WUFT News

Candidates for Marion County sheriff race tout different experiences

By on November 2nd, 2012

Correction: In the audio report, Bernie DeCastro is identified as the Democratic candidate. He is actually the Constitution Party candidate.

About a month after former Republican candidate Dan Kuhn dropped out of the Marion County Sheriff’s race after a highly publicized sex scandal, his Republican replacement is getting ready to square off in the Nov. 6 election.

Republican candidate Chris Blair will face Constitution Party candidate Bernie DeCastro in the election for Marion County sheriff.

But Blair and DeCastro have taken different paths leading to their campaigns.

Decastro, the CEO of the Re-Entry Center of Ocala, a non-profit company contracted to provide halfway-house services for the Department of Corrections, was raised in Miami. It was there that he was charged with drug-related armed robbery in 1976, according to Miami-Dade court records. He was sentenced to life in prison.

While serving this sentence, DeCastro began to turn his life around, he said.

In 1984, he was paroled, and 10 years later he was given a full and unconditional pardon by Democratic Gov. Lawton Chiles, allowing him to run for office.

“I finally came to the conclusion that my very best efforts had caused me to end up in prison, and I realized that I couldn’t fix myself,” DeCastro said. “I had tried and tried….I just finally came to the realization that I needed some divine help.”

Blair has lived in Marion County since he was a teenager and says he is qualified for the position because he has worked his way through the ranks.

“I think because of my 35 years experience and being there at the sheriff’s office for so long that I know what they need,” Blair said. “I’ve been in the community for two years, out here campaigning. I understand their needs.”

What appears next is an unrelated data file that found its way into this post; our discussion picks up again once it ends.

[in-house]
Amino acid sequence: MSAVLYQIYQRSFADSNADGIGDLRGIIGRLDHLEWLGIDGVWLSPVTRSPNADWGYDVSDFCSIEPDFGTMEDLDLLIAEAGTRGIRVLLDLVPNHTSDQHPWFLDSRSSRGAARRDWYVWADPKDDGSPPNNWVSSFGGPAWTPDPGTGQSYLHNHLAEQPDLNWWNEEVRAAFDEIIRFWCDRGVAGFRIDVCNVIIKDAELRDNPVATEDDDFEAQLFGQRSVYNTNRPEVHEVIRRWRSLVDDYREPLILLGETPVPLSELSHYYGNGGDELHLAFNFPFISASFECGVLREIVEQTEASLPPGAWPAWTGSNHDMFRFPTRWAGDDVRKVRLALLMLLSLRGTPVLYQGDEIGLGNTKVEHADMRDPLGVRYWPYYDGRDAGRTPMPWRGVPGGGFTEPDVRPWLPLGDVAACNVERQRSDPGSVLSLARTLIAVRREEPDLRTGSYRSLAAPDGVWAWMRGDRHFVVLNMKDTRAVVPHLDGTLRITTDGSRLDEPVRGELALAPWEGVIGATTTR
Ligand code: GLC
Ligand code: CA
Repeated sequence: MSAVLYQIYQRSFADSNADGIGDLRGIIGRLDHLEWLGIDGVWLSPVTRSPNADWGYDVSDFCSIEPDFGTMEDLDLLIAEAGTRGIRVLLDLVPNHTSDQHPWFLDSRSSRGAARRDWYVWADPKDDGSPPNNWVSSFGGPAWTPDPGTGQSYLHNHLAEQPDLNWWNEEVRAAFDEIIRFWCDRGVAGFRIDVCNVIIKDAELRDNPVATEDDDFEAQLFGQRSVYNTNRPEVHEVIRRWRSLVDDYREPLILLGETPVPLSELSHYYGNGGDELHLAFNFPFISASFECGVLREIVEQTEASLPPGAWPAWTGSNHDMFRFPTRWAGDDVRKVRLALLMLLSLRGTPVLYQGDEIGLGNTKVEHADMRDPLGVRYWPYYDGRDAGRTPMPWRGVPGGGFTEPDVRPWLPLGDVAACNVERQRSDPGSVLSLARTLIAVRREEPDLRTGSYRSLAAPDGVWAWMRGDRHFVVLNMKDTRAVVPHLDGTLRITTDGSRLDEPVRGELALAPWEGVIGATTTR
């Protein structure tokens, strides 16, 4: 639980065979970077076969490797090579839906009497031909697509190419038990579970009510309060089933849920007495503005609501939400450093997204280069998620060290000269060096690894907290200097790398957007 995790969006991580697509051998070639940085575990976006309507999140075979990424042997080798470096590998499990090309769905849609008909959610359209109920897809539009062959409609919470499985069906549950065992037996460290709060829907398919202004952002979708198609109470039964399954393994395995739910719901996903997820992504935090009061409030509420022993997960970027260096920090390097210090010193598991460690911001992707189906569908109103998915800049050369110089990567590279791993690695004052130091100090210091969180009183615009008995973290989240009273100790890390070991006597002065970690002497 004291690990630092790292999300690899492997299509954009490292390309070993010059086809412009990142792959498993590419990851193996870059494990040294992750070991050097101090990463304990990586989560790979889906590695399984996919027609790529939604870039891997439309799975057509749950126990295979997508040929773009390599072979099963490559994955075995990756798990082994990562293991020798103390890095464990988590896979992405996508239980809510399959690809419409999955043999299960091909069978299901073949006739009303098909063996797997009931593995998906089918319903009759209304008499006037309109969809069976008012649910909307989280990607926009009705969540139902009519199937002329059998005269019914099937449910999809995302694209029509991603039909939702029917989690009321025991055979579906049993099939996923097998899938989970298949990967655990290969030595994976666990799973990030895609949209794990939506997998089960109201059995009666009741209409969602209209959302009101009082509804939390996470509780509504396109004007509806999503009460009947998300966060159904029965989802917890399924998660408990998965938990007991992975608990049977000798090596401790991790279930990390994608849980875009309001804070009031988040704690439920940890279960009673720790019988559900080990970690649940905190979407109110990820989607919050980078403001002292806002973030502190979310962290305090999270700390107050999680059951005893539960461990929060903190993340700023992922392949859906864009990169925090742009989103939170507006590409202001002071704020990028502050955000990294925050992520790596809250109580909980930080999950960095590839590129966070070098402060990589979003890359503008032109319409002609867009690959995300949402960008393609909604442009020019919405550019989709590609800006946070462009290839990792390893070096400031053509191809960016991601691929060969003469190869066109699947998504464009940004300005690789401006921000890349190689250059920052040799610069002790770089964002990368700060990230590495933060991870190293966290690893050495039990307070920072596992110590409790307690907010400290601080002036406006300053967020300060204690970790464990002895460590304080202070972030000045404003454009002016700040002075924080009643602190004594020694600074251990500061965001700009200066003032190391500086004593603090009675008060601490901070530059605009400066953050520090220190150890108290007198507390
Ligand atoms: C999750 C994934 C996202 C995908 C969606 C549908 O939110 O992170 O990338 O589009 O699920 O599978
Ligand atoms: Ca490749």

Both candidates also claim to have the right skills needed for the job.

DeCastro said leadership is an important qualification for the position — a qualification he has, he said.

“I started my own organization in 1987,” he said. “And I have the leadership skills. I have the management skills. I have the supervisory skills, the fiscal skills. I have all the skills necessary.”

Blair said his 35 years of experience in the sheriff’s office makes him qualified for the position.

“I know the sheriff’s office inside out…it is very important to know the functions, the policies and the procedures within that agency,” he said. “You just can’t step in there to the sheriff’s office and try to run it without any prior knowledge.”

Although Blair said he thinks his 35 years in the sheriff’s office is a reason voters should elect him, DeCastro said he believes it’s a reason his opponent shouldn’t be voted in.

Serving in the office for 35 years means Blair likely has allegiances to “friends in the agency,” DeCastro said.

What the office needs is an outsider, he said.

But Blair said he believes he has sufficiently distanced himself from the sheriff’s office.

“I took no money from any employee at the Marion County Sheriff’s Office for my campaign,” Blair said. “And the reason for that is that I owe no one anything. I think it’s about going back in there and making fair decisions, not based on how much this person donated to my campaign versus another.”